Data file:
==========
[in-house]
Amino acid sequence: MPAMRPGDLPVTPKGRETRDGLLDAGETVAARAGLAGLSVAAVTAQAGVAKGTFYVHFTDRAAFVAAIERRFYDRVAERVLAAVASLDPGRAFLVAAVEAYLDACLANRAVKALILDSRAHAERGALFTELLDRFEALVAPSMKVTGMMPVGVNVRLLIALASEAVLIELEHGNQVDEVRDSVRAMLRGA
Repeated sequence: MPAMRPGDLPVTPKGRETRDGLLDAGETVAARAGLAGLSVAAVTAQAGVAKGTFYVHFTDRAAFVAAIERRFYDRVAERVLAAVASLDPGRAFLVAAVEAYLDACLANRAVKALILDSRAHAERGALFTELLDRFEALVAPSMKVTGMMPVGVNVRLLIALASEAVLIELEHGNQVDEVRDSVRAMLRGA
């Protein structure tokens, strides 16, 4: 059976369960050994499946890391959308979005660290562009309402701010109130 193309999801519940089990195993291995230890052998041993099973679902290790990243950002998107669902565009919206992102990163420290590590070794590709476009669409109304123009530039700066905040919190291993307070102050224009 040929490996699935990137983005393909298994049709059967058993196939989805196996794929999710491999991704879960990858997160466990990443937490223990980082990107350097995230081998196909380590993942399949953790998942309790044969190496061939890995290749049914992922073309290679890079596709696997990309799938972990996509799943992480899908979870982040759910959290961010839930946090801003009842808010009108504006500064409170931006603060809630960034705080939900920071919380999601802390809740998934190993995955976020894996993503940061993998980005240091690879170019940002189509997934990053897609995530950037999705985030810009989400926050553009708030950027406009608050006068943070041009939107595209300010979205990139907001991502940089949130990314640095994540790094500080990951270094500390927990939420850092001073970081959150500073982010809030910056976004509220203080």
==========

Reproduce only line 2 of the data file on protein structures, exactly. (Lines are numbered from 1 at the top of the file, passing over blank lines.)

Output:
Amino acid sequence: MPAMRPGDLPVTPKGRETRDGLLDAGETVAARAGLAGLSVAAVTAQAGVAKGTFYVHFTDRAAFVAAIERRFYDRVAERVLAAVASLDPGRAFLVAAVEAYLDACLANRAVKALILDSRAHAERGALFTELLDRFEALVAPSMKVTGMMPVGVNVRLLIALASEAVLIELEHGNQVDEVRDSVRAMLRGA